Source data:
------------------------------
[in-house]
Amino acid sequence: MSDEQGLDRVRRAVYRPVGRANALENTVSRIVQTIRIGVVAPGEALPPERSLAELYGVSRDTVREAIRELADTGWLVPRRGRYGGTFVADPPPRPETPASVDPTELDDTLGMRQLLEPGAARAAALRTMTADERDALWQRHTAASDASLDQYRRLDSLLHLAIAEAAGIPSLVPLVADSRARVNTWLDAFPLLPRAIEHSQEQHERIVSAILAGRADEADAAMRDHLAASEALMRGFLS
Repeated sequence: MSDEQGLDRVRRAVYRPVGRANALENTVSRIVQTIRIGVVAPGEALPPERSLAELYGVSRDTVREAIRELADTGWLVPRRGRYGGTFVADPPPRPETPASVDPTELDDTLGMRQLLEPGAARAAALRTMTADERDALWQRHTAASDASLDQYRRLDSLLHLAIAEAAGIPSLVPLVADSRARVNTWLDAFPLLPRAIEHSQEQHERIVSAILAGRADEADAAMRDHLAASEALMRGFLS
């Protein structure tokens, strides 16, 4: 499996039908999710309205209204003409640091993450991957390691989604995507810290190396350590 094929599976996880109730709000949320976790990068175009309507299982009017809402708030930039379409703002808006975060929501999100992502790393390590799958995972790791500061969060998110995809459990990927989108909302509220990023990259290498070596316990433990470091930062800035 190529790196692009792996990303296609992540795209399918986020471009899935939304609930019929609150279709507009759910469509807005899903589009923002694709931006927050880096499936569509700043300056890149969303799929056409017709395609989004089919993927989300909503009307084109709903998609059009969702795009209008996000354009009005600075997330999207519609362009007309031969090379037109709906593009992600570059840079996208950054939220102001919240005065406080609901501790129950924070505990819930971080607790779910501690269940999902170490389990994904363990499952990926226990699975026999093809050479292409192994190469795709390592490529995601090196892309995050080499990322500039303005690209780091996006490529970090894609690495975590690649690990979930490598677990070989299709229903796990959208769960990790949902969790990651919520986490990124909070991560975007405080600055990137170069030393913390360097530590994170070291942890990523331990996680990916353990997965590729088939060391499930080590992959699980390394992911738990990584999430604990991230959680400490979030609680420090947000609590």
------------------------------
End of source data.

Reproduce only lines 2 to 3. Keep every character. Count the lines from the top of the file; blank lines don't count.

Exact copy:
Amino acid sequence: MSDEQGLDRVRRAVYRPVGRANALENTVSRIVQTIRIGVVAPGEALPPERSLAELYGVSRDTVREAIRELADTGWLVPRRGRYGGTFVADPPPRPETPASVDPTELDDTLGMRQLLEPGAARAAALRTMTADERDALWQRHTAASDASLDQYRRLDSLLHLAIAEAAGIPSLVPLVADSRARVNTWLDAFPLLPRAIEHSQEQHERIVSAILAGRADEADAAMRDHLAASEALMRGFLS
Repeated sequence: MSDEQGLDRVRRAVYRPVGRANALENTVSRIVQTIRIGVVAPGEALPPERSLAELYGVSRDTVREAIRELADTGWLVPRRGRYGGTFVADPPPRPETPASVDPTELDDTLGMRQLLEPGAARAAALRTMTADERDALWQRHTAASDASLDQYRRLDSLLHLAIAEAAGIPSLVPLVADSRARVNTWLDAFPLLPRAIEHSQEQHERIVSAILAGRADEADAAMRDHLAASEALMRGFLS